He was influenced by the world of Victor Hugo

Near the end of December 1858, Bizet was required to send a musical composition to the Institut de France. He considered for a while writing an opera entitled Esmeralda, inspired by the literary work Notre-Dame de Paris by Victor Hugo. Bizet greatly admired the famous author and various influences found in Carmen, such as the destructive nature of passion or the unavoidable force fate, can also be found in the works of Victor Hugo.

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He suffered financial difficulties his entire life

These difficulties reached such a point that he was forced to call upon all those who ordered him for a piece. There is also proof of his financial instability following his return from Rome in the letters he wrote to his mother. He often associated his career as a musician with the question of money, and refused until his death to use his talents as a performer as a source of income.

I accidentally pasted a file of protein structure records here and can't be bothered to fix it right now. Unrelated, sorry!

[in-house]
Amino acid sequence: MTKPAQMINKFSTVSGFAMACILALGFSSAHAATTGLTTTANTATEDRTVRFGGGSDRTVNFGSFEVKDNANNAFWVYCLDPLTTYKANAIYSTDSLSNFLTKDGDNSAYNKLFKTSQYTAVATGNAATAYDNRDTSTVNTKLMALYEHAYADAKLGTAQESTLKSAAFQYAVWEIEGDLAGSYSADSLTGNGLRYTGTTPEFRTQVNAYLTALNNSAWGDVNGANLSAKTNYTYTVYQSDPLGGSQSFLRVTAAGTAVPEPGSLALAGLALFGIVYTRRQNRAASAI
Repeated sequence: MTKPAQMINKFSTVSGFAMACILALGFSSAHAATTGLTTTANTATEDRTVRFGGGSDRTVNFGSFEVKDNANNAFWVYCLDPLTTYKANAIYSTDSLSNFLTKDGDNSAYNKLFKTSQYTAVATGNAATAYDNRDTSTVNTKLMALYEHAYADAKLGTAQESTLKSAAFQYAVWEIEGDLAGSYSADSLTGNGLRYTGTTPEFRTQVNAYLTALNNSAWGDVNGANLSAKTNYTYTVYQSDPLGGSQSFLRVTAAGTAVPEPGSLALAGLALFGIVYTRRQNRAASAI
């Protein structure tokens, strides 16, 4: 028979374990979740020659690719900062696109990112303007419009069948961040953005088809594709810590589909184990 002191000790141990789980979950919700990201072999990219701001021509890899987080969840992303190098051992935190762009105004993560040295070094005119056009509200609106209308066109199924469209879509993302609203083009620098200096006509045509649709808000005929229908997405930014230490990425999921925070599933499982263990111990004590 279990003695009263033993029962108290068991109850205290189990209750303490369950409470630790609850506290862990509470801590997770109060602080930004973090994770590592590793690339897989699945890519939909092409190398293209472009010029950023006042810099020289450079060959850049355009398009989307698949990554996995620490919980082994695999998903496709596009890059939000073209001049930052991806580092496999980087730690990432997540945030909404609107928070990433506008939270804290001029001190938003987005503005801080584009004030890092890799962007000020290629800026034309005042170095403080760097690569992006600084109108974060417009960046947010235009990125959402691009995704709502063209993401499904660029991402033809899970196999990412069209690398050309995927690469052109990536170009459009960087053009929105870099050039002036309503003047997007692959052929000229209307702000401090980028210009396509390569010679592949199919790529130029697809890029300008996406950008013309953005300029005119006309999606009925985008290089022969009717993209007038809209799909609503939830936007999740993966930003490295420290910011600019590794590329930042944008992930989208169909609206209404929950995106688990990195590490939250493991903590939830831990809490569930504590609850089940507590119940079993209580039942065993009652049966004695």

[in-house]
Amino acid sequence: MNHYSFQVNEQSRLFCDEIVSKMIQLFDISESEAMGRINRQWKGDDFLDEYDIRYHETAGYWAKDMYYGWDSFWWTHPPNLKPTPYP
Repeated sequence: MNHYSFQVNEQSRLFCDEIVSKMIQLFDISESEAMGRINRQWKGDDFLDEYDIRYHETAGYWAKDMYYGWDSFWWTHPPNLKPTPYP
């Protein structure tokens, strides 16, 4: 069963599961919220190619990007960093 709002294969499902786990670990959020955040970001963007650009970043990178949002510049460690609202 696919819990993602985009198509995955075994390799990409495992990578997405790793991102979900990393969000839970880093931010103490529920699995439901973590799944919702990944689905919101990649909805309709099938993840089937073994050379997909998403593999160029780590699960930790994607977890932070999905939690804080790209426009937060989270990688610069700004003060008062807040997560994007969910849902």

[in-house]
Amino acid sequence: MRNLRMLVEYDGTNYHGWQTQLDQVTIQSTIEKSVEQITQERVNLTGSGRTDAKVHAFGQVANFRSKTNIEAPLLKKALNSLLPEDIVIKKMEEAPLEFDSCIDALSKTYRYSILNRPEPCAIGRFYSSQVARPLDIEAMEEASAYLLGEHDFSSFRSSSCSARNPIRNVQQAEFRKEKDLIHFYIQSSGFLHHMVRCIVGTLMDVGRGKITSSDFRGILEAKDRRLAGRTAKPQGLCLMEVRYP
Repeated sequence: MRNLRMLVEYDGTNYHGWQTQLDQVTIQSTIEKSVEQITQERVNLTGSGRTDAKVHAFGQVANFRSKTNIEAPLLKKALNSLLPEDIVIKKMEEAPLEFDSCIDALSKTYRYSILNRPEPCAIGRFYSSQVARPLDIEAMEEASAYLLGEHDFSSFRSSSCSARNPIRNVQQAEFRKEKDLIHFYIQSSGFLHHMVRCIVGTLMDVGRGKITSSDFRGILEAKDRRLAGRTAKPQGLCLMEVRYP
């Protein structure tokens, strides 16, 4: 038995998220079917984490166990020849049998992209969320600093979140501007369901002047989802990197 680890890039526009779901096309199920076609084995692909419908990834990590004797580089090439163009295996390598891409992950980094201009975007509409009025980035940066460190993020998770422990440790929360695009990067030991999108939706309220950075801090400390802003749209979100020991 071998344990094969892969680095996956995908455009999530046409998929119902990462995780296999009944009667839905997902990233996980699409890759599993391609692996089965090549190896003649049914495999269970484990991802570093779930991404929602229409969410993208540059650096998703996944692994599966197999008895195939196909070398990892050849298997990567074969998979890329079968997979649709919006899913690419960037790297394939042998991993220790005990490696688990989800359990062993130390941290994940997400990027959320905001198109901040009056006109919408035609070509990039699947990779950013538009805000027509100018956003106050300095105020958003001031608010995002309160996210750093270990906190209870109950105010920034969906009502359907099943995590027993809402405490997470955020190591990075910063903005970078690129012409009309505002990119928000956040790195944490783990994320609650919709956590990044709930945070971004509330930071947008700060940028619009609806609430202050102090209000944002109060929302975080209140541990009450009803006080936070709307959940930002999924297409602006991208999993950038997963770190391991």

Though naturally enthusiastic and jovial, he was still prone to various outbursts of anger

While travelling to Venice with his friend Guiraud in September 1860, Bizet heard that his mother was sick. Upon reading the news, he almost strangled the gondolier standing next to him but his friend stopped the enraged composer. In a letter to his father, Bizet said “the pain within is quickly replaced by anger. I almost strangled a gondolier but fortunately Guiraud pulled me away from him”.